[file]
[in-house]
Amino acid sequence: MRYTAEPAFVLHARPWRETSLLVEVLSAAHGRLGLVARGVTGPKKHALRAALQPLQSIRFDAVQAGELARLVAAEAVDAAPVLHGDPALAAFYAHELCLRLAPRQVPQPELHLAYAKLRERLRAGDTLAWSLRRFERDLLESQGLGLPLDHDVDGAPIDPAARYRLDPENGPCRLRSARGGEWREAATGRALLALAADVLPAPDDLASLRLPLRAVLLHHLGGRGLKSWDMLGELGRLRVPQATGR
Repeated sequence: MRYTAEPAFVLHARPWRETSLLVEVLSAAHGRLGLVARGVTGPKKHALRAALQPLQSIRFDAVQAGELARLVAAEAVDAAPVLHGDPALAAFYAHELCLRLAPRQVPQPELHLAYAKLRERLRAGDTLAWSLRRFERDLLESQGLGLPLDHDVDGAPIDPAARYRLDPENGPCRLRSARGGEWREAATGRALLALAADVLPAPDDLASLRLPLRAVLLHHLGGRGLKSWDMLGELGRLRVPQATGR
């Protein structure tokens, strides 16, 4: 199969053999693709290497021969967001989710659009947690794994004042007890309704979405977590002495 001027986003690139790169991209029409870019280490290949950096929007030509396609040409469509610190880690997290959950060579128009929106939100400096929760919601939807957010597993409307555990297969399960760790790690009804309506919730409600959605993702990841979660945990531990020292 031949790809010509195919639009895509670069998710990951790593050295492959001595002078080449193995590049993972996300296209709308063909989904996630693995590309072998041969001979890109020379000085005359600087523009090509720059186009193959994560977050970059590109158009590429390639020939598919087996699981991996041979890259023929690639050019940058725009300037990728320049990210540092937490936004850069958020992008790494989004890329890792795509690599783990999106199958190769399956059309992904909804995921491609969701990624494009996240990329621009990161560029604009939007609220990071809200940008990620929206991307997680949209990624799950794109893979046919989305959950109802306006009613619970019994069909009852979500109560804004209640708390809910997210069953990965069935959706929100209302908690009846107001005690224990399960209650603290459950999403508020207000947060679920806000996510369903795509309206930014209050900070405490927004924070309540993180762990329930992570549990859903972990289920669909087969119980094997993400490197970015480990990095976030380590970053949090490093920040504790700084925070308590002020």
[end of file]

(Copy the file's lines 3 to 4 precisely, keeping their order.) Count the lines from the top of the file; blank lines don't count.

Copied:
Repeated sequence: MRYTAEPAFVLHARPWRETSLLVEVLSAAHGRLGLVARGVTGPKKHALRAALQPLQSIRFDAVQAGELARLVAAEAVDAAPVLHGDPALAAFYAHELCLRLAPRQVPQPELHLAYAKLRERLRAGDTLAWSLRRFERDLLESQGLGLPLDHDVDGAPIDPAARYRLDPENGPCRLRSARGGEWREAATGRALLALAADVLPAPDDLASLRLPLRAVLLHHLGGRGLKSWDMLGELGRLRVPQATGR
């Protein structure tokens, strides 16, 4: 199969053999693709290497021969967001989710659009947690794994004042007890309704979405977590002495 001027986003690139790169991209029409870019280490290949950096929007030509396609040409469509610190880690997290959950060579128009929106939100400096929760919601939807957010597993409307555990297969399960760790790690009804309506919730409600959605993702990841979660945990531990020292 031949790809010509195919639009895509670069998710990951790593050295492959001595002078080449193995590049993972996300296209709308063909989904996630693995590309072998041969001979890109020379000085005359600087523009090509720059186009193959994560977050970059590109158009590429390639020939598919087996699981991996041979890259023929690639050019940058725009300037990728320049990210540092937490936004850069958020992008790494989004890329890792795509690599783990999106199958190769399956059309992904909804995921491609969701990624494009996240990329621009990161560029604009939007609220990071809200940008990620929206991307997680949209990624799950794109893979046919989305959950109802306006009613619970019994069909009852979500109560804004209640708390809910997210069953990965069935959706929100209302908690009846107001005690224990399960209650603290459950999403508020207000947060679920806000996510369903795509309206930014209050900070405490927004924070309540993180762990329930992570549990859903972990289920669909087969119980094997993400490197970015480990990095976030380590970053949090490093920040504790700084925070308590002020």